In March 2013, an account with the username @Struthless69 posted its first picture to Instagram. A blurry shot of a T-shirt with the word 'BONG' on it accompanied by a caption, "My greatest regret will forever be not buying this shirt. #nofilter." It generated a modest 10 likes. Fast forward six years, and that same account now has more than 70,000 followers, and each post is drowned in likes and comments. "I'll tell you what hasn't changed though," says Campbell Walker, the man behind Struthless. "I still regret not buying that T-shirt."
Part-time artist, political agitator, piss taker, social commentator: it's difficult to explain precisely what Walker does. "That's the exact reason I don't have a LinkedIn profile," he offers - but it's not hard to see why he's so popular. Log on to his brilliantly colourful Instagram feed, and you'll see a mishmash of finger-on-the-pulse cartoons, covering everything from Australian identity to internet culture, generational political apathy and our appetite for nostalgia.
Instagram is dying, it's increasingly a graveyard for old memes, people selling you stuff and targeted ads.
There's the 12-step explainer on how best to pronounce Vietnamese pho (is it fur, far, f'oh?), and a poem paying homage to the millennial obsession with house plants. Scroll a little further and be treated to a line graph comparing the urge to defend Kerri-Anne Kennerley online with an inability to use commas correctly. No matter his chosen target, the appeal lies in the familiarity – Struthless is holding up a mirror, and we're laughing at ourselves. It's the same tactic employed by the likes of Brown Cardigan and The Betoota Advocate - the "OMG that's so us!" factor that sees friends tagging one another in posts that hit too close to home.
In a world where genuine connection is rare, audiences gravitate to content that spotlights our similarities. "It makes people feel a little less alone," says Walker. "I include myself in that too, I used to feel quite "fringey", and I still do, but when I draw something that resonates with people, it means that I must not be an outcast either, I must be pretty friggin' normal, and that's a nice feeling." Not to mention all those sweet, sweet likes. "A true dopamine hit," he laughs. "Who doesn't love that?"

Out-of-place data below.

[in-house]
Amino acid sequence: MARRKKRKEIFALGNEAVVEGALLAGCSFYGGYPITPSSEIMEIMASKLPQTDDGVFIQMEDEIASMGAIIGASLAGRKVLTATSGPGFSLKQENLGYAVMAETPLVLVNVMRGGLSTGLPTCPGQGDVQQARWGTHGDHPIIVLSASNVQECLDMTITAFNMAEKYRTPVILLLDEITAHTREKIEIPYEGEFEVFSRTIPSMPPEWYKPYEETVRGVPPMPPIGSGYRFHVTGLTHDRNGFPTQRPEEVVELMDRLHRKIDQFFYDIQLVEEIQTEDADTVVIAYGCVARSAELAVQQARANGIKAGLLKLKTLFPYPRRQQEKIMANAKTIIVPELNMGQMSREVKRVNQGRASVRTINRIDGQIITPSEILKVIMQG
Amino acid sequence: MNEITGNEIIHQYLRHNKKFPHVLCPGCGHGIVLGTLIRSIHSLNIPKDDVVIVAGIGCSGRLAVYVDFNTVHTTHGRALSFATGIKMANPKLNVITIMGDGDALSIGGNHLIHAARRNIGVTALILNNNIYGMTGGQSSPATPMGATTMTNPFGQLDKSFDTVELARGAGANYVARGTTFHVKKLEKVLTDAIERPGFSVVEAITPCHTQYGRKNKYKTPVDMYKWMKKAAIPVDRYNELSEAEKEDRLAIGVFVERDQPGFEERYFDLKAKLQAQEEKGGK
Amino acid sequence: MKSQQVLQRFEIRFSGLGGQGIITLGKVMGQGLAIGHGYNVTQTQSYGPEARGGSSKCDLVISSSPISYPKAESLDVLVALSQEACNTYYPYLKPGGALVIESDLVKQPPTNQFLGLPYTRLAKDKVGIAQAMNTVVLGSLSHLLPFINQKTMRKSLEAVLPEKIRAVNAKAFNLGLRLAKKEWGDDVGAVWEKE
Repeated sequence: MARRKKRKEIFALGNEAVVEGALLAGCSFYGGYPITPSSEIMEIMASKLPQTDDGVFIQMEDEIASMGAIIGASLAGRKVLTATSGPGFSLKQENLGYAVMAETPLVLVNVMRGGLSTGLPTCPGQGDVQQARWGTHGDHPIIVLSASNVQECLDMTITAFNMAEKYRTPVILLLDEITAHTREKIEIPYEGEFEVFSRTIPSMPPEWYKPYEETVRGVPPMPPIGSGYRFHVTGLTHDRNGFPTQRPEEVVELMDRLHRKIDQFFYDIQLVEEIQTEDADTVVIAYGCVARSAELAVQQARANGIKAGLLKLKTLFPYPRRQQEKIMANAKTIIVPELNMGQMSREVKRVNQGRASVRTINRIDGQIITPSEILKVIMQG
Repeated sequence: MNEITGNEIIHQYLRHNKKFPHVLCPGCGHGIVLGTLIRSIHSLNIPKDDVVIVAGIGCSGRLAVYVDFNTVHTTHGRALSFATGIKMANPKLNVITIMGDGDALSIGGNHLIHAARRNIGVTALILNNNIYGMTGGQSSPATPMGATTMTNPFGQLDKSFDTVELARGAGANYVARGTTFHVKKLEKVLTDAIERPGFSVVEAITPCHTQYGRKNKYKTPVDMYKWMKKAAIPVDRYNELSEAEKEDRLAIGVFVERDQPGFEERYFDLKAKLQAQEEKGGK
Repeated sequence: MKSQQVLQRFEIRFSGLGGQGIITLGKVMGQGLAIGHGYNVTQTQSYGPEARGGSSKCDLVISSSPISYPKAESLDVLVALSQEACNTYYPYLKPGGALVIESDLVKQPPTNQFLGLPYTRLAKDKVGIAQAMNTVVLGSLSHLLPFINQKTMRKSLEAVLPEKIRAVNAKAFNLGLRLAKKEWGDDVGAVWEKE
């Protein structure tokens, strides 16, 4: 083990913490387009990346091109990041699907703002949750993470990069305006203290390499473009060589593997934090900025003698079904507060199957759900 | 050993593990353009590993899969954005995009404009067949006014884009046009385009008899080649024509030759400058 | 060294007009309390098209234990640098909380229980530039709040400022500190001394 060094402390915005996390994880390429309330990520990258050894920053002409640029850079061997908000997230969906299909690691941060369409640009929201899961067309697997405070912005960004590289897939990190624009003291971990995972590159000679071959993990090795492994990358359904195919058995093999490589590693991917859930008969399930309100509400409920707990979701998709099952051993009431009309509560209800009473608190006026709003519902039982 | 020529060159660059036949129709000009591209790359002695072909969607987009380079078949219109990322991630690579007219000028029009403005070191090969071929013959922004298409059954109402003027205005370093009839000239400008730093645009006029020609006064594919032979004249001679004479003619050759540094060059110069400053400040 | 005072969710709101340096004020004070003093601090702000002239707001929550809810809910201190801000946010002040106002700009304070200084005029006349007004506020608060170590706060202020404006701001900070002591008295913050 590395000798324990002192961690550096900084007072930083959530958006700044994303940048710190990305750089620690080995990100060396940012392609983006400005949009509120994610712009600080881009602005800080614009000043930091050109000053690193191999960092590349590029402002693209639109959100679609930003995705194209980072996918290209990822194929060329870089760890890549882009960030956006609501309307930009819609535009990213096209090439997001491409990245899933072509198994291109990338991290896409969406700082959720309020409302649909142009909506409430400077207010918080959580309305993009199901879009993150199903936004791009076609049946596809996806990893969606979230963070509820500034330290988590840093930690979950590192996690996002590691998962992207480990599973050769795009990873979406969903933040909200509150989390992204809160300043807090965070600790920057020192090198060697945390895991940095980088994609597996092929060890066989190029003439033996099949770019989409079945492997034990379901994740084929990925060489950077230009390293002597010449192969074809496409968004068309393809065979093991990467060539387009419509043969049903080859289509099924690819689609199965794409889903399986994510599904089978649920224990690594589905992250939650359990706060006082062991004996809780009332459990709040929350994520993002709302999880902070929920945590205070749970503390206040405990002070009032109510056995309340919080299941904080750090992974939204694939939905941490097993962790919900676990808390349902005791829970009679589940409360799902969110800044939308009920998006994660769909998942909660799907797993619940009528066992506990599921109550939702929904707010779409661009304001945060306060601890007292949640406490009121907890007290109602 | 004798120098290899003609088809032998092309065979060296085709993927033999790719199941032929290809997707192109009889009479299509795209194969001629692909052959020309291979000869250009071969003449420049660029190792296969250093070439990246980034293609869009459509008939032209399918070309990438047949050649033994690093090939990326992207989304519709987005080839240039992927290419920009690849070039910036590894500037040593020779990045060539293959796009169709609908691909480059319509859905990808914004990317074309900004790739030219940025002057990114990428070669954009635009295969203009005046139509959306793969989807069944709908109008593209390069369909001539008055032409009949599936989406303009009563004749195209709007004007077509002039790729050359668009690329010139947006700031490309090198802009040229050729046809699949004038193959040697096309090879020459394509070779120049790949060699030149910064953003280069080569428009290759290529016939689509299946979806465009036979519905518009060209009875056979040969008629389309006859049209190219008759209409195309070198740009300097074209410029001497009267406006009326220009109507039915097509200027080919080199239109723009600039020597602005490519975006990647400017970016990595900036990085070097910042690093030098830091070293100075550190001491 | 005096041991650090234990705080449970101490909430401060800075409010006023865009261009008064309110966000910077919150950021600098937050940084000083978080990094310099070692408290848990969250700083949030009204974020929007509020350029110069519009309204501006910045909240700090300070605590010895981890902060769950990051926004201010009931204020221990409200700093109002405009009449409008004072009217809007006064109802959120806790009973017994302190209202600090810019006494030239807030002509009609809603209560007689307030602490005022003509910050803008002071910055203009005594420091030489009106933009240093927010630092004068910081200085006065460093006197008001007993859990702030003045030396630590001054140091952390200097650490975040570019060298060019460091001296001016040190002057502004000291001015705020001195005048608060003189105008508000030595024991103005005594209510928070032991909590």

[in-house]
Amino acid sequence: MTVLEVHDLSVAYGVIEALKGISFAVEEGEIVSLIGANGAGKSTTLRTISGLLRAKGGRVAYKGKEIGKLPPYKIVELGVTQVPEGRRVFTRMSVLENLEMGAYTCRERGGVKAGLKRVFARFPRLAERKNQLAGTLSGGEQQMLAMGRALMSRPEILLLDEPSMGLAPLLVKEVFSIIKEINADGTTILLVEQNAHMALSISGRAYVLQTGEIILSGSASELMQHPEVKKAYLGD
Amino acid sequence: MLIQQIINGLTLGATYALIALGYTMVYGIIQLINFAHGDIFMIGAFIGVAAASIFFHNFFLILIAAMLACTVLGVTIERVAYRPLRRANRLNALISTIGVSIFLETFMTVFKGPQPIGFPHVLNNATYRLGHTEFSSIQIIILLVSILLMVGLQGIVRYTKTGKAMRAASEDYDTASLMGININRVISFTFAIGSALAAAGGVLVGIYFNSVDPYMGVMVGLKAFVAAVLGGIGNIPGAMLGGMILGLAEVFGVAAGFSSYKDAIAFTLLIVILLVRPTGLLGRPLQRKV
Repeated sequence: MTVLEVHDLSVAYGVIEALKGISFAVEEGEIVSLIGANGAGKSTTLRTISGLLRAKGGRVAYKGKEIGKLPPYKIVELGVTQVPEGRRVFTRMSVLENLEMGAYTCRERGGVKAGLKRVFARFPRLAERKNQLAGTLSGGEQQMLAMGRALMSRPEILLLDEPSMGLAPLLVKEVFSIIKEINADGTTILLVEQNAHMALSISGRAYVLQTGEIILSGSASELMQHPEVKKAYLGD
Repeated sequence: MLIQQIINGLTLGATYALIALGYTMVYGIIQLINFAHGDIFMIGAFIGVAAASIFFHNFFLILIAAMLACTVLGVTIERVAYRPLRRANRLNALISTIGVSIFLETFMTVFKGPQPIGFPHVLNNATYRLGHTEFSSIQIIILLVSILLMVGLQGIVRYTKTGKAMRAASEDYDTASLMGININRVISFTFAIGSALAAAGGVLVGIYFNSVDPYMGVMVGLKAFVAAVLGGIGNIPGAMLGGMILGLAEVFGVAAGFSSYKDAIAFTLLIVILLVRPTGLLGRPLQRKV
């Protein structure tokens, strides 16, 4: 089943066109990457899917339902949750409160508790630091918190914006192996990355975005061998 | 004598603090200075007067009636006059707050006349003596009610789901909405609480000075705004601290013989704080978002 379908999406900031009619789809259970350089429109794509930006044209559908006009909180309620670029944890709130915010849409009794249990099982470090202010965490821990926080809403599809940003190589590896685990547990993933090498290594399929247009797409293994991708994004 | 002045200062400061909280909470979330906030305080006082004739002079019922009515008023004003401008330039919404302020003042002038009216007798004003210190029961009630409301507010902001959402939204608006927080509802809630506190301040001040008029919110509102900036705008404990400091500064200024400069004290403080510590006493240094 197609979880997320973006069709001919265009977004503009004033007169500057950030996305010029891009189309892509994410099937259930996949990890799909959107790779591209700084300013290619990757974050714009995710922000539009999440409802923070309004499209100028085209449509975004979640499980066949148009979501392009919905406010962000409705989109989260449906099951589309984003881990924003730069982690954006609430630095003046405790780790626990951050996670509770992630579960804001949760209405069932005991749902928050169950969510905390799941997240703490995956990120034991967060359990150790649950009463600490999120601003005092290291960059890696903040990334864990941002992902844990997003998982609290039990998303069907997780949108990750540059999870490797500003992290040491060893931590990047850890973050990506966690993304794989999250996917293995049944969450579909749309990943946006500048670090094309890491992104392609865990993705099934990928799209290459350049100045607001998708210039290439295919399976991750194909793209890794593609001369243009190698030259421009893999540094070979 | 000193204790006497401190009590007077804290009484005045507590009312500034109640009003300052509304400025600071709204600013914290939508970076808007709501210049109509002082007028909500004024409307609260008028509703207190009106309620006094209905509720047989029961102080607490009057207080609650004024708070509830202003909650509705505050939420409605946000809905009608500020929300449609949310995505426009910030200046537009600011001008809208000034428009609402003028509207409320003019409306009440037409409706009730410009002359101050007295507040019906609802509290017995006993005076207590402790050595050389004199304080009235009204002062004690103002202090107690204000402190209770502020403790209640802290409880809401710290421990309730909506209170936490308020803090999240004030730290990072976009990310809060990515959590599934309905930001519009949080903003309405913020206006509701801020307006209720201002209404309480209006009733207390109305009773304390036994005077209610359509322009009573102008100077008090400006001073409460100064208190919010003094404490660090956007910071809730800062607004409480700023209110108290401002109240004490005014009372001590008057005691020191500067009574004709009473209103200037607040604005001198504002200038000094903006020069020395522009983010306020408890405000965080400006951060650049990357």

Meeting up with Campbell Walker at a cafe in Sydney's inner west, he's stopped by fellow patrons twice before we make it to the table. With a head shaved razor clean, a thick moustache and a tattooed torso, he's hardly inconspicuous. "That was so weird," Campbell says as he takes a seat opposite me. "I don't know that girl I was chatting with, but she just pulled me up and asked me how I first fell in love with drawing, so intense!" It seems this stranger has beaten me to the punch. "Wait, were you just about to ask me that?"
As it turns out, Walker's career as a cartoonist was nearly crushed out of him by a bored school teacher. "In year 7 I was obsessed with illustrating, and I went to show my art teacher some drawings I'd been working on," he explains. "I thought he was going to say something supportive, like 'these are amazing, keep at it!'" Instead, Walker was met with muted disinterest. "He scanned over them and just gave me this look which made me feel like I was wasting his time and my time." More dead end than Dead Poets Society. "I didn't draw for a long while after that."
With his creative fire extinguished, Walker did what any self-respecting former free thinker does: he studied advertising. After graduating from Charles Sturt University in 2013 (alongside Archer Hamilton, one half of the The Betoota Advocate, as it happens), Walker started agency hopping. On the side, he was still nursing a desire to create but avoided drawing in favour of anything else. "I was making short films, playing in bands, I was that annoying guy that would say, "I just want to do my own thing!", but never actually do it."